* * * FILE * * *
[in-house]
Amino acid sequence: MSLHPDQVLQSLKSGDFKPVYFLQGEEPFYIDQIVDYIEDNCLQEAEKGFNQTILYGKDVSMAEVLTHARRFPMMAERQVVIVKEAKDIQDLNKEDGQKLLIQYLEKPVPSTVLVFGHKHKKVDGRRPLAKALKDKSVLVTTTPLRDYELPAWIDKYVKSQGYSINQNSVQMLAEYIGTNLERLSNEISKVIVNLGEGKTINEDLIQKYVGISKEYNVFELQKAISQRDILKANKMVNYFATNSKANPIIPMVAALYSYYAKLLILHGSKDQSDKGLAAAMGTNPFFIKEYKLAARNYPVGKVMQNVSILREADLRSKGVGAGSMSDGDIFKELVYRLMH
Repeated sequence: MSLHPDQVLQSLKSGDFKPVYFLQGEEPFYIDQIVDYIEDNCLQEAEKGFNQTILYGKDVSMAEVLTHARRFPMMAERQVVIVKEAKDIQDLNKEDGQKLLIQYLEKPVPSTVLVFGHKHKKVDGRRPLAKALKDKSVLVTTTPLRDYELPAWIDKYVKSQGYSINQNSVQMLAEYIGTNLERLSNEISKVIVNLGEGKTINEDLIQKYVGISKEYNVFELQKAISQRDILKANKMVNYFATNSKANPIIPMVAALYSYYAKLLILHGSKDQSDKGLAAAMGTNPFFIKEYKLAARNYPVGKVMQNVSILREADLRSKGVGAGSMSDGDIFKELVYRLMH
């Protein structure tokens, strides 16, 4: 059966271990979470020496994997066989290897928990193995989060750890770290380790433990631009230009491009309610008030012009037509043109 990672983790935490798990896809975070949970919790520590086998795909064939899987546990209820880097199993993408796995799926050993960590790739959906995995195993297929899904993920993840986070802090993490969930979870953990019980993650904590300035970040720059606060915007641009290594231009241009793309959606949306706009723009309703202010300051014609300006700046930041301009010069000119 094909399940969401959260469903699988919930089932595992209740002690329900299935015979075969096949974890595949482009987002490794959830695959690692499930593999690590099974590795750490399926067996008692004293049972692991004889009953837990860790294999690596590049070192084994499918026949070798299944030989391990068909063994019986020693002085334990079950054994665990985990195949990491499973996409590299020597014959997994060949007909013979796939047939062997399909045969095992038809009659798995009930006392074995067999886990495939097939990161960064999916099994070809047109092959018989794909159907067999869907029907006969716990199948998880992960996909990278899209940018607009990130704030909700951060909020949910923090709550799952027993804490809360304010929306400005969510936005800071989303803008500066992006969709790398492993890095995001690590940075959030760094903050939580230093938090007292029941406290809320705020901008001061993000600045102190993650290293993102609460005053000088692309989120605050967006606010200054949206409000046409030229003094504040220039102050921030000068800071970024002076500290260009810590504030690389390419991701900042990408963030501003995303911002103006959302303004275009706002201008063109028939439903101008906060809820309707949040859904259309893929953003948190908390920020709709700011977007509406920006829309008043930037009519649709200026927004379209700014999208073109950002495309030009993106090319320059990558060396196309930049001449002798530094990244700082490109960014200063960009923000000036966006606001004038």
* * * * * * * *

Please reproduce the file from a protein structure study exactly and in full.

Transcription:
[in-house]
Amino acid sequence: MSLHPDQVLQSLKSGDFKPVYFLQGEEPFYIDQIVDYIEDNCLQEAEKGFNQTILYGKDVSMAEVLTHARRFPMMAERQVVIVKEAKDIQDLNKEDGQKLLIQYLEKPVPSTVLVFGHKHKKVDGRRPLAKALKDKSVLVTTTPLRDYELPAWIDKYVKSQGYSINQNSVQMLAEYIGTNLERLSNEISKVIVNLGEGKTINEDLIQKYVGISKEYNVFELQKAISQRDILKANKMVNYFATNSKANPIIPMVAALYSYYAKLLILHGSKDQSDKGLAAAMGTNPFFIKEYKLAARNYPVGKVMQNVSILREADLRSKGVGAGSMSDGDIFKELVYRLMH
Repeated sequence: MSLHPDQVLQSLKSGDFKPVYFLQGEEPFYIDQIVDYIEDNCLQEAEKGFNQTILYGKDVSMAEVLTHARRFPMMAERQVVIVKEAKDIQDLNKEDGQKLLIQYLEKPVPSTVLVFGHKHKKVDGRRPLAKALKDKSVLVTTTPLRDYELPAWIDKYVKSQGYSINQNSVQMLAEYIGTNLERLSNEISKVIVNLGEGKTINEDLIQKYVGISKEYNVFELQKAISQRDILKANKMVNYFATNSKANPIIPMVAALYSYYAKLLILHGSKDQSDKGLAAAMGTNPFFIKEYKLAARNYPVGKVMQNVSILREADLRSKGVGAGSMSDGDIFKELVYRLMH
């Protein structure tokens, strides 16, 4: 059966271990979470020496994997066989290897928990193995989060750890770290380790433990631009230009491009309610008030012009037509043109 990672983790935490798990896809975070949970919790520590086998795909064939899987546990209820880097199993993408796995799926050993960590790739959906995995195993297929899904993920993840986070802090993490969930979870953990019980993650904590300035970040720059606060915007641009290594231009241009793309959606949306706009723009309703202010300051014609300006700046930041301009010069000119 094909399940969401959260469903699988919930089932595992209740002690329900299935015979075969096949974890595949482009987002490794959830695959690692499930593999690590099974590795750490399926067996008692004293049972692991004889009953837990860790294999690596590049070192084994499918026949070798299944030989391990068909063994019986020693002085334990079950054994665990985990195949990491499973996409590299020597014959997994060949007909013979796939047939062997399909045969095992038809009659798995009930006392074995067999886990495939097939990161960064999916099994070809047109092959018989794909159907067999869907029907006969716990199948998880992960996909990278899209940018607009990130704030909700951060909020949910923090709550799952027993804490809360304010929306400005969510936005800071989303803008500066992006969709790398492993890095995001690590940075959030760094903050939580230093938090007292029941406290809320705020901008001061993000600045102190993650290293993102609460005053000088692309989120605050967006606010200054949206409000046409030229003094504040220039102050921030000068800071970024002076500290260009810590504030690389390419991701900042990408963030501003995303911002103006959302303004275009706002201008063109028939439903101008906060809820309707949040859904259309893929953003948190908390920020709709700011977007509406920006829309008043930037009519649709200026927004379209700014999208073109950002495309030009993106090319320059990558060396196309930049001449002798530094990244700082490109960014200063960009923000000036966006606001004038």